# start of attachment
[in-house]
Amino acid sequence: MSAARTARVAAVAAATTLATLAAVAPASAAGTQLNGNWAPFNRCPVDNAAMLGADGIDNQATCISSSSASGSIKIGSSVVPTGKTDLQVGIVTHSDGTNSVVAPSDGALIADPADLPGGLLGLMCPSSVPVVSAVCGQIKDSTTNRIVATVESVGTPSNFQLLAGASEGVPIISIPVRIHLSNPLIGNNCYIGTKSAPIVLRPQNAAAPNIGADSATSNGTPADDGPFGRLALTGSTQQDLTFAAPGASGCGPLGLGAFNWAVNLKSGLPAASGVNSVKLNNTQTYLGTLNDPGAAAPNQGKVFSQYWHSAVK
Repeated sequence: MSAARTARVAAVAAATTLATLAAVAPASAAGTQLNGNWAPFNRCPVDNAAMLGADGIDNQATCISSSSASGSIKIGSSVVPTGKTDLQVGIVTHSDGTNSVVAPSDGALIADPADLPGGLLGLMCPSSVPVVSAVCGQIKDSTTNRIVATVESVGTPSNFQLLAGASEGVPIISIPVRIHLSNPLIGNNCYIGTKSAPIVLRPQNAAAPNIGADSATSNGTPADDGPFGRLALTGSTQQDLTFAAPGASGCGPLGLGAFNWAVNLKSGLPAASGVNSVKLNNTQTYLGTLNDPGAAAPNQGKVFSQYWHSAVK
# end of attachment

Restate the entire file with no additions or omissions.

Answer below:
[in-house]
Amino acid sequence: MSAARTARVAAVAAATTLATLAAVAPASAAGTQLNGNWAPFNRCPVDNAAMLGADGIDNQATCISSSSASGSIKIGSSVVPTGKTDLQVGIVTHSDGTNSVVAPSDGALIADPADLPGGLLGLMCPSSVPVVSAVCGQIKDSTTNRIVATVESVGTPSNFQLLAGASEGVPIISIPVRIHLSNPLIGNNCYIGTKSAPIVLRPQNAAAPNIGADSATSNGTPADDGPFGRLALTGSTQQDLTFAAPGASGCGPLGLGAFNWAVNLKSGLPAASGVNSVKLNNTQTYLGTLNDPGAAAPNQGKVFSQYWHSAVK
Repeated sequence: MSAARTARVAAVAAATTLATLAAVAPASAAGTQLNGNWAPFNRCPVDNAAMLGADGIDNQATCISSSSASGSIKIGSSVVPTGKTDLQVGIVTHSDGTNSVVAPSDGALIADPADLPGGLLGLMCPSSVPVVSAVCGQIKDSTTNRIVATVESVGTPSNFQLLAGASEGVPIISIPVRIHLSNPLIGNNCYIGTKSAPIVLRPQNAAAPNIGADSATSNGTPADDGPFGRLALTGSTQQDLTFAAPGASGCGPLGLGAFNWAVNLKSGLPAASGVNSVKLNNTQTYLGTLNDPGAAAPNQGKVFSQYWHSAVK